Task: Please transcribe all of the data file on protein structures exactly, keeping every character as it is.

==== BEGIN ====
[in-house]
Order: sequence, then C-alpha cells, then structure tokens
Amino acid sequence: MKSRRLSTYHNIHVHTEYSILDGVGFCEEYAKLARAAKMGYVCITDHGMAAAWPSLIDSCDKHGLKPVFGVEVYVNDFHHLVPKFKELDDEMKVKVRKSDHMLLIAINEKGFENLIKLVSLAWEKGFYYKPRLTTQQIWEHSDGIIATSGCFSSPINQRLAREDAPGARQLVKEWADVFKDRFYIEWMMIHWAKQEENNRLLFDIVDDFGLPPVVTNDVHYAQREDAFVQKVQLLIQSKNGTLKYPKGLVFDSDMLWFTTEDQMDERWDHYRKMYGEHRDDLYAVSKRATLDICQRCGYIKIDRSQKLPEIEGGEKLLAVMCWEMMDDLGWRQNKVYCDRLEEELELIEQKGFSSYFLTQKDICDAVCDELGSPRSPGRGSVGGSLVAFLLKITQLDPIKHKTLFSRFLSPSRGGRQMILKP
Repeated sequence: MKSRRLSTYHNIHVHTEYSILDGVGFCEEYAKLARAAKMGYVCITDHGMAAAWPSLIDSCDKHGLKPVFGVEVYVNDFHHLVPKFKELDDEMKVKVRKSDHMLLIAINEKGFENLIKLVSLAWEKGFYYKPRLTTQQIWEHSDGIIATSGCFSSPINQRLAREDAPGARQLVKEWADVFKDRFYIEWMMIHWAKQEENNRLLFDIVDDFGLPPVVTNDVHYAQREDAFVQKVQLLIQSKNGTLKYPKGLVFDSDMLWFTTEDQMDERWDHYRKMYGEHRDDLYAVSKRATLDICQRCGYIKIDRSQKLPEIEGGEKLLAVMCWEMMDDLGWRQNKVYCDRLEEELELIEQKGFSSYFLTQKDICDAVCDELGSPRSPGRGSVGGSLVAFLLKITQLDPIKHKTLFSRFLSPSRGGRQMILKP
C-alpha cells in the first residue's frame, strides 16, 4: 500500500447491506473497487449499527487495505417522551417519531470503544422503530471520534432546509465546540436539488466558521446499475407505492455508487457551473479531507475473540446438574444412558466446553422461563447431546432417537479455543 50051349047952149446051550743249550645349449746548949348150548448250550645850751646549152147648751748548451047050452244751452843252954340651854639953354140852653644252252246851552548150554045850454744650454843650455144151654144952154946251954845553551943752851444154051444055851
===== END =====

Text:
[in-house]
Order: sequence, then C-alpha cells, then structure tokens
Amino acid sequence: MKSRRLSTYHNIHVHTEYSILDGVGFCEEYAKLARAAKMGYVCITDHGMAAAWPSLIDSCDKHGLKPVFGVEVYVNDFHHLVPKFKELDDEMKVKVRKSDHMLLIAINEKGFENLIKLVSLAWEKGFYYKPRLTTQQIWEHSDGIIATSGCFSSPINQRLAREDAPGARQLVKEWADVFKDRFYIEWMMIHWAKQEENNRLLFDIVDDFGLPPVVTNDVHYAQREDAFVQKVQLLIQSKNGTLKYPKGLVFDSDMLWFTTEDQMDERWDHYRKMYGEHRDDLYAVSKRATLDICQRCGYIKIDRSQKLPEIEGGEKLLAVMCWEMMDDLGWRQNKVYCDRLEEELELIEQKGFSSYFLTQKDICDAVCDELGSPRSPGRGSVGGSLVAFLLKITQLDPIKHKTLFSRFLSPSRGGRQMILKP
Repeated sequence: MKSRRLSTYHNIHVHTEYSILDGVGFCEEYAKLARAAKMGYVCITDHGMAAAWPSLIDSCDKHGLKPVFGVEVYVNDFHHLVPKFKELDDEMKVKVRKSDHMLLIAINEKGFENLIKLVSLAWEKGFYYKPRLTTQQIWEHSDGIIATSGCFSSPINQRLAREDAPGARQLVKEWADVFKDRFYIEWMMIHWAKQEENNRLLFDIVDDFGLPPVVTNDVHYAQREDAFVQKVQLLIQSKNGTLKYPKGLVFDSDMLWFTTEDQMDERWDHYRKMYGEHRDDLYAVSKRATLDICQRCGYIKIDRSQKLPEIEGGEKLLAVMCWEMMDDLGWRQNKVYCDRLEEELELIEQKGFSSYFLTQKDICDAVCDELGSPRSPGRGSVGGSLVAFLLKITQLDPIKHKTLFSRFLSPSRGGRQMILKP
C-alpha cells in the first residue's frame, strides 16, 4: 500500500447491506473497487449499527487495505417522551417519531470503544422503530471520534432546509465546540436539488466558521446499475407505492455508487457551473479531507475473540446438574444412558466446553422461563447431546432417537479455543 50051349047952149446051550743249550645349449746548949348150548448250550645850751646549152147648751748548451047050452244751452843252954340651854639953354140852653644252252246851552548150554045850454744650454843650455144151654144952154946251954845553551943752851444154051444055851